Children have their own place to hang out -- Starbase One. Parents can keep track of them on video monitors scattered throughout the dealership. There's also a Henry Ford Museum at the 9-acre dealership.

At night, Planet Ford is recognizable by the downcast blue lighting that evokes a flying saucer and the laser light that emanates from the top of the showroom.

Motorsports mania

There won't be any laser lights at the new Action Motorsports in Steamboat, Reed promised.

"We promise we'll fit in with the community," he said.

He has retained architect Eric Smith of Eric Smith and Associates to design an extensive refurbishing of the commercial center. Exterior building materials probably will incorporate log and stone, he said. In addition to remodeling the old hardware store building for Action Motorsports, the new owners plan to remodel the larger building across the parking lot, which houses multiple tenants.

In the process of acquiring other motor sports dealers in the Yampa Valley, Reed has acquired a dominant list of brand manufacturers of motorcycles, snowmobiles and ATVs. His stores carry Honda, Yamaha, Polaris, Suzuki, KTM, Artic Cat and BRP. In the new 14,000-square-foot store, each brand will have a portion of the showroom devoted to it. Customers will be informed, entertained and dazzled by displays, music and video feeds on flat panel monitors, Reed said.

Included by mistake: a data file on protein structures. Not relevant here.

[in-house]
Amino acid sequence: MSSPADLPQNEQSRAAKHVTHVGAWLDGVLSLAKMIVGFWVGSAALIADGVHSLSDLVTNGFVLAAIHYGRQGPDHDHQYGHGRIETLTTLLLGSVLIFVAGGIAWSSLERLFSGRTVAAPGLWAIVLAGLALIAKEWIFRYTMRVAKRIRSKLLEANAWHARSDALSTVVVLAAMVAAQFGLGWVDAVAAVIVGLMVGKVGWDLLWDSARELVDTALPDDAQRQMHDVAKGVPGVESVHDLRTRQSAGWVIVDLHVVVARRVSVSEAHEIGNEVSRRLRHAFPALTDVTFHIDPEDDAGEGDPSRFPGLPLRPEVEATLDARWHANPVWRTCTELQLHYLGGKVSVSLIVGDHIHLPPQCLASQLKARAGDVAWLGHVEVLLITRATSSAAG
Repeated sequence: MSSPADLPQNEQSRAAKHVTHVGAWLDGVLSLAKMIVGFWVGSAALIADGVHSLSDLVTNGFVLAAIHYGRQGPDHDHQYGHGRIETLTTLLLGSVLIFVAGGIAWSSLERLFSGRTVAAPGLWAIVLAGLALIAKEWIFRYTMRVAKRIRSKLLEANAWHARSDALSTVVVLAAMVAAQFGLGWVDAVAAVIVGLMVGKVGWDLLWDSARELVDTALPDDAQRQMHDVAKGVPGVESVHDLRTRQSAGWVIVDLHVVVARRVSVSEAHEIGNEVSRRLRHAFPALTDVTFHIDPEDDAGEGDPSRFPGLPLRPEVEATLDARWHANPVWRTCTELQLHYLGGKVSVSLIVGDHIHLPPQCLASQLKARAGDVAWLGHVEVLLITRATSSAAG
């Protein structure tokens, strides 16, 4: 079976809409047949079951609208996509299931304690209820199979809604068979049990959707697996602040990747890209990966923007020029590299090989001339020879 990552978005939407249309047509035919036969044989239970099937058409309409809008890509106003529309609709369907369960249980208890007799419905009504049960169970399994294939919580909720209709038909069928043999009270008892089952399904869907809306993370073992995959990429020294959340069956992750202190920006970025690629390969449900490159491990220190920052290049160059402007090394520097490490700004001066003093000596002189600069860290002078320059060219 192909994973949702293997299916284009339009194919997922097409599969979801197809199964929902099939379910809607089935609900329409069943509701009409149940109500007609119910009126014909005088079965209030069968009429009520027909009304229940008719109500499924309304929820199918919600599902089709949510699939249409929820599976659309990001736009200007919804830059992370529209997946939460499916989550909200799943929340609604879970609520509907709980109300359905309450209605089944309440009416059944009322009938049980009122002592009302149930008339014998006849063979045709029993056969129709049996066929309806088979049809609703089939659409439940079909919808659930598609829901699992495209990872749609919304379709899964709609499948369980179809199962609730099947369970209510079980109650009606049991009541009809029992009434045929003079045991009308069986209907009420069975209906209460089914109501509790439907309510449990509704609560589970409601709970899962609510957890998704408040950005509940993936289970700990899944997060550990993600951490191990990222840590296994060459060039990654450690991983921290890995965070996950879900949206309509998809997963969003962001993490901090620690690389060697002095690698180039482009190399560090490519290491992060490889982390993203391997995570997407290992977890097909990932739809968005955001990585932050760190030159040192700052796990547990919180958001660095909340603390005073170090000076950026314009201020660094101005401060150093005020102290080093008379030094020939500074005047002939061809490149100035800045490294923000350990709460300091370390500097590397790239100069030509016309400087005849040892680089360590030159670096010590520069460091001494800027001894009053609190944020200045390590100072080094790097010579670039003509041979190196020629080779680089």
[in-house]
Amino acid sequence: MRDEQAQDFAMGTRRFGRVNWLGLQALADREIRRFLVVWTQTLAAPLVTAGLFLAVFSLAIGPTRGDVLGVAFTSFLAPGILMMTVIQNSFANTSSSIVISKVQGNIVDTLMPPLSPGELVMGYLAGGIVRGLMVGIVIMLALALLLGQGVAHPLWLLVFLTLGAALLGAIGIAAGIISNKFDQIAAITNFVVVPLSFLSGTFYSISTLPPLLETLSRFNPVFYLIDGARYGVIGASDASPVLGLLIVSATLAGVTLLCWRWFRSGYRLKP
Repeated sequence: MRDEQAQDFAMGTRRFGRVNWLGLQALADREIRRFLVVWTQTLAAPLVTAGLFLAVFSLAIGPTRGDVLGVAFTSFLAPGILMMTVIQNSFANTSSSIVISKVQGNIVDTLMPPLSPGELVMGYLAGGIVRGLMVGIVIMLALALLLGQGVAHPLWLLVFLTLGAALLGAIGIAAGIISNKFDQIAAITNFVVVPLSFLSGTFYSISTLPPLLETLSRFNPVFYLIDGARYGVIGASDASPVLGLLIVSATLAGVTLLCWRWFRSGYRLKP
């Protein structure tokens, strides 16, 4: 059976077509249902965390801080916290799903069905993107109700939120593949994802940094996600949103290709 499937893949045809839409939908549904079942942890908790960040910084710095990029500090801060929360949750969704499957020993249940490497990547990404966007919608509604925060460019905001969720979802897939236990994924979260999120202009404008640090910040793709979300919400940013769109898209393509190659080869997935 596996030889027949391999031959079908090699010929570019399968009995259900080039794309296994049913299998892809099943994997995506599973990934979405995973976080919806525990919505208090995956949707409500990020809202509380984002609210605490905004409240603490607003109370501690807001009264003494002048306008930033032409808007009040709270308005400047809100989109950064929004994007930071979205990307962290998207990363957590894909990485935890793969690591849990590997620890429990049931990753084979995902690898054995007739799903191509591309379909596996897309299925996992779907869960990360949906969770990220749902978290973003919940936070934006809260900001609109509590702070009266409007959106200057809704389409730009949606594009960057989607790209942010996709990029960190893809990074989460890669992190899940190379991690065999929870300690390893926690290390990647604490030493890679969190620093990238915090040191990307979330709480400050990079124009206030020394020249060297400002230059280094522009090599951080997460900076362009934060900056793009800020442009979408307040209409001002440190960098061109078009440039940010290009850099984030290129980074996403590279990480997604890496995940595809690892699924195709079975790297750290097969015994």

Reed said he intends to sell more than machines -- he will feature motor sports as a lifestyle, offering clothing lines by associated manufacturers. He also plans to host events that will draw people to Steamboat.

At his Ford dealerships, Reed stresses employee training, and he said he will create new training facilities for his staff in Steamboat. He intends to build up inventories of new machines and parts to boost the level of service he can offer customers.

Reed said he's grateful for the loyal tenants in the second building and anticipates building their sales by remodeling and attracting new, high-volume tenants for the 50 percent of the space that is vacant.

Reed also is making plans to triple the size of Action Motorsports in Craig.

After closing on the purchase of the commercial center in June, Reed anticipates Smith will take the project into the city planning process, during which he anticipates he'll need a zone change for the Action Motorsports building and a permit for the exterior modifications to the building.

When the remodel to the Action Motorsports building is complete and the business has moved in -- perhaps as early as September -- Reed thinks people will be impressed.

"I think Steamboat is hungry for something like this," Reed said. "I know that if we do this right, and we build it right, we'll improve business for everyone."

-- To reach Tom Ross, call 871-4205

or e-mail